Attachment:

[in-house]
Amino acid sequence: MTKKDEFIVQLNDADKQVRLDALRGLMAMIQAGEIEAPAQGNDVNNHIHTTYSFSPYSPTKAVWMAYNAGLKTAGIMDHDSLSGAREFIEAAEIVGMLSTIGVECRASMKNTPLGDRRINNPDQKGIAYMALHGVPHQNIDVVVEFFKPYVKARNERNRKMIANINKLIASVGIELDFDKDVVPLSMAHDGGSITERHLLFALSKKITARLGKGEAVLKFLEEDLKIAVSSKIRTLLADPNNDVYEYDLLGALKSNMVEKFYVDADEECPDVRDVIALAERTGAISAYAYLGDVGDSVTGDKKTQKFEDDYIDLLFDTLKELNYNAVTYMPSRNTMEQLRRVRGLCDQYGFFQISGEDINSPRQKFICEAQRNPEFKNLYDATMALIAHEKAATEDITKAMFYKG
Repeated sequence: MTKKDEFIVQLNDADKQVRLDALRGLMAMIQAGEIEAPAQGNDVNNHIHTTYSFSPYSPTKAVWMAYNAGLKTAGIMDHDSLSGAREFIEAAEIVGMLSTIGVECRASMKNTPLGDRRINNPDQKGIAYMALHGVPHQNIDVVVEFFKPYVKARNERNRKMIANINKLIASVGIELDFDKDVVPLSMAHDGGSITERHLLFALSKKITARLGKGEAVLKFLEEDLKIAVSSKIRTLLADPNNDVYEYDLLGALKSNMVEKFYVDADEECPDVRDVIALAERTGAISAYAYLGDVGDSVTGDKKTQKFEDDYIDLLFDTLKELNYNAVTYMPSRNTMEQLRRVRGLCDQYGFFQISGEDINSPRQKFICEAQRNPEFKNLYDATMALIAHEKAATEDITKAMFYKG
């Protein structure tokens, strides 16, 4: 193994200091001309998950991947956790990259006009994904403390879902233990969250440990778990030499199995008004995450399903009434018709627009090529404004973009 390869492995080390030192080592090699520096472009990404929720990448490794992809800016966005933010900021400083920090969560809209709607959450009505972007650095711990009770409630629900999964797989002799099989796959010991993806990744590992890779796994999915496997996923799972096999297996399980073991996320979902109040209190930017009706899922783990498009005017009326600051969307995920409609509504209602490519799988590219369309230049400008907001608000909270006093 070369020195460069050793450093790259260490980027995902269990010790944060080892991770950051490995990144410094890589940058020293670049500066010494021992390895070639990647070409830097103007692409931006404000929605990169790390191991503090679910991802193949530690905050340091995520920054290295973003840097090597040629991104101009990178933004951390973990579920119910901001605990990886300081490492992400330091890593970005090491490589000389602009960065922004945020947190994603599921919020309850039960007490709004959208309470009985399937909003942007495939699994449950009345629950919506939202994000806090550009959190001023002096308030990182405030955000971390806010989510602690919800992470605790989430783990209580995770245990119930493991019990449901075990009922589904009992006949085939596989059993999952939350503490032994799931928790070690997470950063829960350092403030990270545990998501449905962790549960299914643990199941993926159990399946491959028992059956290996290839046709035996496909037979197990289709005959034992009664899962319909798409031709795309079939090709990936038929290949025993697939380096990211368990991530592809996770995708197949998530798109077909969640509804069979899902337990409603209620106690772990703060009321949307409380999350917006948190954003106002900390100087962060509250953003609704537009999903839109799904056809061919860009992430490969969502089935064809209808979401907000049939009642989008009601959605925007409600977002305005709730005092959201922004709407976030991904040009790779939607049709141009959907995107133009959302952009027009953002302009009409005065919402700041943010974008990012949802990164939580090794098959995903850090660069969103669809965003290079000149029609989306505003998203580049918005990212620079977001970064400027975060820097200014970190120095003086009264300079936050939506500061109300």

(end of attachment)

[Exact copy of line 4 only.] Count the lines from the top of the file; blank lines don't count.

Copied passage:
């Protein structure tokens, strides 16, 4: 193994200091001309998950991947956790990259006009994904403390879902233990969250440990778990030499199995008004995450399903009434018709627009090529404004973009 390869492995080390030192080592090699520096472009990404929720990448490794992809800016966005933010900021400083920090969560809209709607959450009505972007650095711990009770409630629900999964797989002799099989796959010991993806990744590992890779796994999915496997996923799972096999297996399980073991996320979902109040209190930017009706899922783990498009005017009326600051969307995920409609509504209602490519799988590219369309230049400008907001608000909270006093 070369020195460069050793450093790259260490980027995902269990010790944060080892991770950051490995990144410094890589940058020293670049500066010494021992390895070639990647070409830097103007692409931006404000929605990169790390191991503090679910991802193949530690905050340091995520920054290295973003840097090597040629991104101009990178933004951390973990579920119910901001605990990886300081490492992400330091890593970005090491490589000389602009960065922004945020947190994603599921919020309850039960007490709004959208309470009985399937909003942007495939699994449950009345629950919506939202994000806090550009959190001023002096308030990182405030955000971390806010989510602690919800992470605790989430783990209580995770245990119930493991019990449901075990009922589904009992006949085939596989059993999952939350503490032994799931928790070690997470950063829960350092403030990270545990998501449905962790549960299914643990199941993926159990399946491959028992059956290996290839046709035996496909037979197990289709005959034992009664899962319909798409031709795309079939090709990936038929290949025993697939380096990211368990991530592809996770995708197949998530798109077909969640509804069979899902337990409603209620106690772990703060009321949307409380999350917006948190954003106002900390100087962060509250953003609704537009999903839109799904056809061919860009992430490969969502089935064809209808979401907000049939009642989008009601959605925007409600977002305005709730005092959201922004709407976030991904040009790779939607049709141009959907995107133009959302952009027009953002302009009409005065919402700041943010974008990012949802990164939580090794098959995903850090660069969103669809965003290079000149029609989306505003998203580049918005990212620079977001970064400027975060820097200014970190120095003086009264300079936050939506500061109300």